Screenshot: Larian Studios Screenshot: Larian Studios

But that’s only really the catalyst for the kind of freedom that makes Baldur’s Gate 3 shine and makes it feel so much like a typical tabletop campaign game in the first place. There is always a sense of charming chaos to how the game plays. Conversations are shaped by your character’s skills (or lack thereof) and dice rolls, making them open enough that you can play the same scenarios very differently depending on how things go. Combat, meanwhile, mixes turn-based D&D hack-and-slash (or spell-slinging depending on your class) with smart, physics-based use of bonus actions like shoving people off ledges or throwing around bottles of grease to light afire with a torch moments later. You don’t just remember a combat encounter because it was a challenging fight, but because of the kinds of weird, creative shenanigans you might get up to in order to scrape out a victory. (Combat is restricted to just level 4 in Early Access. Basically, any combat encounter in BG3 feels a little more deadly than it should: if you didn’t die at least once during the first non-tutorial encounter with a few piddly mindflayer brain minions, I doff my hat to you.)

It’s always funny when, say, your Githyanki fighter Lae’zel uses her enhanced jump to leap atop a building and merrily punt a goblin to their doom, undone not by her longsword but the most dreaded of all D&D encounters: fall damage. Or, out of spell slots, you manage to clear a room by hurling a satchel of Saltpetre (sodium nitrate) — something yyou randomly found exploring an area hours beforehand — at a brazier, bracing in the hope that none of your party are close enough to get immediately leveled by it. It’s even funnier when you manage to bullshit your way out of a conversation because you scraped by on a persuasion check, turning a situation completely on its head.

Screenshot: Larian Studios Screenshot: Larian Studios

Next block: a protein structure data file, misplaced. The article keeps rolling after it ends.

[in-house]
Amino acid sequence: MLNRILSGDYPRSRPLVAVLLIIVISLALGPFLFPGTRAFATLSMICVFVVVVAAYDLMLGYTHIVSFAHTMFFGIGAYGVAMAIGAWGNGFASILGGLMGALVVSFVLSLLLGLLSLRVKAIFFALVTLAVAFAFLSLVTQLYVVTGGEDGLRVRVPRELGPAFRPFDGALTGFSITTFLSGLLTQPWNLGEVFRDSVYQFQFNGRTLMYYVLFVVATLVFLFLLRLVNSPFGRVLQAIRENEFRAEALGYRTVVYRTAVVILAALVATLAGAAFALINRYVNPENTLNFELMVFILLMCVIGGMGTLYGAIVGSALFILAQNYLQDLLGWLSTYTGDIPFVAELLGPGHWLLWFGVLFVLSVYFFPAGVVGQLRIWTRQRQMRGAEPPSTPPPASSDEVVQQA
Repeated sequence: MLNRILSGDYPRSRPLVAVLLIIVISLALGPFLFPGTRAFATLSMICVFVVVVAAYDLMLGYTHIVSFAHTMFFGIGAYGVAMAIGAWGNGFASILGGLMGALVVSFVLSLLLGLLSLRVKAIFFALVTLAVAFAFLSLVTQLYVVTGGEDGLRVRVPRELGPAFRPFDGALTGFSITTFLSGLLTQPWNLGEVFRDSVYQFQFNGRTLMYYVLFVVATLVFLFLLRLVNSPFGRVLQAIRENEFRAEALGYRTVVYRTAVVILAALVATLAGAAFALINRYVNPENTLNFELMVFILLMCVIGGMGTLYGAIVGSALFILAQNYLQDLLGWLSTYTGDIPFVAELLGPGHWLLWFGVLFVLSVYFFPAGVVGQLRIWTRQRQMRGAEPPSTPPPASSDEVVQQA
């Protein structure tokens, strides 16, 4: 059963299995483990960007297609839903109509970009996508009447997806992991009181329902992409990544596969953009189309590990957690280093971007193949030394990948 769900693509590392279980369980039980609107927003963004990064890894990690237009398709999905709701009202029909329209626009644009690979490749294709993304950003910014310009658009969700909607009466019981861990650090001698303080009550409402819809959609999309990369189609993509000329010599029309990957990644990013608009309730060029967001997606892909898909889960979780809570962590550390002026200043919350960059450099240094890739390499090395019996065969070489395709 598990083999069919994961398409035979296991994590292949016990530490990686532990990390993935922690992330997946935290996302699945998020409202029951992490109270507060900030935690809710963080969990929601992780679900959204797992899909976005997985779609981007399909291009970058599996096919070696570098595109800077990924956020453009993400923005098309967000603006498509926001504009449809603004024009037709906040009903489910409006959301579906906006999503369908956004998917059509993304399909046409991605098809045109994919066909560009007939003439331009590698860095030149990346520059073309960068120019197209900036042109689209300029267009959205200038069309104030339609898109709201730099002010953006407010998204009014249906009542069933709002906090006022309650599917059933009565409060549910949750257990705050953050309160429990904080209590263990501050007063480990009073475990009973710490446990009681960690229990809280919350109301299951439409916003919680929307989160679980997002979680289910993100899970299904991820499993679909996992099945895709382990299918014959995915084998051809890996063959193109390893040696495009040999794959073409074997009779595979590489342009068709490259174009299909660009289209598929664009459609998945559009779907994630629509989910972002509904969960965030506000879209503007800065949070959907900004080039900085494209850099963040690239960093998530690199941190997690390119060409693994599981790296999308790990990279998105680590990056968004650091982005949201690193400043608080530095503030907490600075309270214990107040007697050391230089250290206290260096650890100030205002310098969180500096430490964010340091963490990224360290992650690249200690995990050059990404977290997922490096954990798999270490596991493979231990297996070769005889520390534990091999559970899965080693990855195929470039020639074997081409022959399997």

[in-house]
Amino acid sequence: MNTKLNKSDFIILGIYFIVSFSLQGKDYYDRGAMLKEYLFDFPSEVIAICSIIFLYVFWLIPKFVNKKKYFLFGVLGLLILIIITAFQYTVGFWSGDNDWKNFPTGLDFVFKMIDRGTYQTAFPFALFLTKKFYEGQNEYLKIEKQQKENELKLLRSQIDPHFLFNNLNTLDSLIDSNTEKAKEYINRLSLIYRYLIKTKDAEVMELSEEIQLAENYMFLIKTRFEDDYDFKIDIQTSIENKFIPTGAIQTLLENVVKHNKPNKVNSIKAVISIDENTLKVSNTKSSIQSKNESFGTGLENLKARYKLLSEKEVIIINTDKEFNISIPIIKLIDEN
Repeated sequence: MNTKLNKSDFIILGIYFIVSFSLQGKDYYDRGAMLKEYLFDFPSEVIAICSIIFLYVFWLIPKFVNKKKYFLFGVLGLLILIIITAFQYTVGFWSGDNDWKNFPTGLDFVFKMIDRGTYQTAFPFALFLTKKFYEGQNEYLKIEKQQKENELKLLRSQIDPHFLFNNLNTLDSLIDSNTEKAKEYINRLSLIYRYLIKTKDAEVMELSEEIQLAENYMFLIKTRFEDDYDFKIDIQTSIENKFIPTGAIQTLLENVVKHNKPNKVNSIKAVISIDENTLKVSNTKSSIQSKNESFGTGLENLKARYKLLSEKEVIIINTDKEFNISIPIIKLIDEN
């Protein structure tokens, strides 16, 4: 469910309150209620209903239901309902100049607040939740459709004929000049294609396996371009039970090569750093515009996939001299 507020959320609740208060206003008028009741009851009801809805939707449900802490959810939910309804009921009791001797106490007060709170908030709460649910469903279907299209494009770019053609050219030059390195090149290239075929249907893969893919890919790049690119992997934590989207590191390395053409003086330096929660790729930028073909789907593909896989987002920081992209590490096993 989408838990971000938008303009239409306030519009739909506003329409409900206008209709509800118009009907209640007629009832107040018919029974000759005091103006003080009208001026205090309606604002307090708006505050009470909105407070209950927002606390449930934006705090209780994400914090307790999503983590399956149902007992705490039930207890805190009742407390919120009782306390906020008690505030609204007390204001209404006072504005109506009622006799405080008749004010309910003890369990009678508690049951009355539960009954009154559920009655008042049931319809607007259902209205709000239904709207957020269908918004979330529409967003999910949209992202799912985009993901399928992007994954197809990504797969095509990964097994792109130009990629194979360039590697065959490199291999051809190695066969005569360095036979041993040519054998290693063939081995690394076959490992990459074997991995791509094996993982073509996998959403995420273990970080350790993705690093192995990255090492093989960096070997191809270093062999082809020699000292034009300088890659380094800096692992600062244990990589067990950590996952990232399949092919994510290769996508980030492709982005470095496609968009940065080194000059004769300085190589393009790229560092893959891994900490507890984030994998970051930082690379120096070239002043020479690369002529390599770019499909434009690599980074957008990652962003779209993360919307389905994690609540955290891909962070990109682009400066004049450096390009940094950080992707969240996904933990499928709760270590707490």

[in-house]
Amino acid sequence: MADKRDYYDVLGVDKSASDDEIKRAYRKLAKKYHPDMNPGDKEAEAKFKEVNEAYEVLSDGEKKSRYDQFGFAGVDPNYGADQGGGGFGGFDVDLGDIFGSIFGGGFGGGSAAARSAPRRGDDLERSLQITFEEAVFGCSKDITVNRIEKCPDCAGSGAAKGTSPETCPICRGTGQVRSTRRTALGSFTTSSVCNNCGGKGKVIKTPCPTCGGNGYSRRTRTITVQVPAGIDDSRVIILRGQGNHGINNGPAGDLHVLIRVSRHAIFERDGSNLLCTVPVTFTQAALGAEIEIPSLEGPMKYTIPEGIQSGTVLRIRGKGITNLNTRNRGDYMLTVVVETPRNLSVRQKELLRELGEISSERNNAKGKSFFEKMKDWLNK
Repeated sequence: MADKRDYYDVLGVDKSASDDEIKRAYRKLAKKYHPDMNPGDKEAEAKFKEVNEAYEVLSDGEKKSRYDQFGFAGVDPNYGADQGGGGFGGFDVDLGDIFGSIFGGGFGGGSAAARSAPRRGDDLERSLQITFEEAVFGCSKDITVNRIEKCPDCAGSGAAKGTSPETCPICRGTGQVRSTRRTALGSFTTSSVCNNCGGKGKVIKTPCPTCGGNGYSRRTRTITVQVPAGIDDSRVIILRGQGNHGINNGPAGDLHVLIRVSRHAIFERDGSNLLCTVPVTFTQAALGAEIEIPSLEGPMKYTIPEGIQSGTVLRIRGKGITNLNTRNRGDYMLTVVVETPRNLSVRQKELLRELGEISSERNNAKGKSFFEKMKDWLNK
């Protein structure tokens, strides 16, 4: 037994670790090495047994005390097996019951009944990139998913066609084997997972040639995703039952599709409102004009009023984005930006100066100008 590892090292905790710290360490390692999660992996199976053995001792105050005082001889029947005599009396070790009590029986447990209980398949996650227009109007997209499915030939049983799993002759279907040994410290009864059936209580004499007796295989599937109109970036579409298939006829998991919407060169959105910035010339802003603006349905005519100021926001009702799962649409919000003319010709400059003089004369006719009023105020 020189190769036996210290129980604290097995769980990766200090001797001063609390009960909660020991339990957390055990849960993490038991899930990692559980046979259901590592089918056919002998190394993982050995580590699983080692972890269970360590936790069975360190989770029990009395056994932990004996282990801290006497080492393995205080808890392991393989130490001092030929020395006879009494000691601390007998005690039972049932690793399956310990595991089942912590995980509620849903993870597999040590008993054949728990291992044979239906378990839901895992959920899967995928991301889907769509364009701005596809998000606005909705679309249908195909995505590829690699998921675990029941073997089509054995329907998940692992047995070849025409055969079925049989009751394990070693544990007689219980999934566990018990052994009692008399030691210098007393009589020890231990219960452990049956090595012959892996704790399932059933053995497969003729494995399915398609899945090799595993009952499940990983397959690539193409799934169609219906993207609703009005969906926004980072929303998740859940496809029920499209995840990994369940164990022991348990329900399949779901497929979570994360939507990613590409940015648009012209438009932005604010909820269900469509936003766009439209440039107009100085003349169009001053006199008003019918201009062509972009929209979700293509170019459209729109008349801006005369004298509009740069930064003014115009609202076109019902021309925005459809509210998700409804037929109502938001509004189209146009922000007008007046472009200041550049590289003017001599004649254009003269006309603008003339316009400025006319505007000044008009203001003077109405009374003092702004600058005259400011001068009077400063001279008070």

Baldur’s Gate 3 isn’t just driven by its own story, but the ones you tell within its loose framework — amplified all the more in its multiplayer, where friends can take on the slots usually filled by your AI party members with their own characters, at which point it really just is you playing a virtual game of D&D. This willingness to embrace the flexibility of Fifth Edition’s current form, and push it even more than tabletop does, strikes a fine balance for Baldur’s Gate 3, not just as a video game, but a quasi-replacement for an in-person session of dice-rolling. Sure, you could play it self-seriously, a group of unlikely heroes who don’t quite care for each other forced to team up and save the day. Or you could just goof around a bit, with a knowing sense that Baldur’s Gate kind of wants you to be a gang of chaotic fuckups barely scraping by the skin of their teeth as they bumble through Faerun.

It’s that knowing silliness that has kept me coming back again and again to Baldur’s Gate 3 in its unfinished state, even when major new patches often come with the necessity of having to wipe your character and start all over again. By embracing the charms and chaotic energy of the best kind of tabletop experiences in its sandbox, I won’t mind if it takes me a little bit longer to get back to playing D&D and other RPGs in person again — I’m having a little bit too much fun with it in a virtual sense right now, anyway.